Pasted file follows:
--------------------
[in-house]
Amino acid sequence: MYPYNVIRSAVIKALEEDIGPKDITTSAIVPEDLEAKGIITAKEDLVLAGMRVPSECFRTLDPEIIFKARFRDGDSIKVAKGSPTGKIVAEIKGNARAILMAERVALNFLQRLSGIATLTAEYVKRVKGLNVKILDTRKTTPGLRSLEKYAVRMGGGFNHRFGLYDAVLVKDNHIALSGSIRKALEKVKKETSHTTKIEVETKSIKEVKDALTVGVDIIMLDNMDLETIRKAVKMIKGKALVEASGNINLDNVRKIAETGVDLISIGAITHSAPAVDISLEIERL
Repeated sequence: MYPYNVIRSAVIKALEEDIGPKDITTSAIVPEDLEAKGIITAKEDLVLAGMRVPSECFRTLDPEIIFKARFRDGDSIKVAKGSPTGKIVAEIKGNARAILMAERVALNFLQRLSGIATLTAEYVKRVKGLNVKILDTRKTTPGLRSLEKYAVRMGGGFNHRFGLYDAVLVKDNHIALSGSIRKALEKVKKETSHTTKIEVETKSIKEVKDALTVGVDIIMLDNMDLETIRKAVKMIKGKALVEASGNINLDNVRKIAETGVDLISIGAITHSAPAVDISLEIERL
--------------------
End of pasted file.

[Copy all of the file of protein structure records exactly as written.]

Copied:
[in-house]
Amino acid sequence: MYPYNVIRSAVIKALEEDIGPKDITTSAIVPEDLEAKGIITAKEDLVLAGMRVPSECFRTLDPEIIFKARFRDGDSIKVAKGSPTGKIVAEIKGNARAILMAERVALNFLQRLSGIATLTAEYVKRVKGLNVKILDTRKTTPGLRSLEKYAVRMGGGFNHRFGLYDAVLVKDNHIALSGSIRKALEKVKKETSHTTKIEVETKSIKEVKDALTVGVDIIMLDNMDLETIRKAVKMIKGKALVEASGNINLDNVRKIAETGVDLISIGAITHSAPAVDISLEIERL
Repeated sequence: MYPYNVIRSAVIKALEEDIGPKDITTSAIVPEDLEAKGIITAKEDLVLAGMRVPSECFRTLDPEIIFKARFRDGDSIKVAKGSPTGKIVAEIKGNARAILMAERVALNFLQRLSGIATLTAEYVKRVKGLNVKILDTRKTTPGLRSLEKYAVRMGGGFNHRFGLYDAVLVKDNHIALSGSIRKALEKVKKETSHTTKIEVETKSIKEVKDALTVGVDIIMLDNMDLETIRKAVKMIKGKALVEASGNINLDNVRKIAETGVDLISIGAITHSAPAVDISLEIERL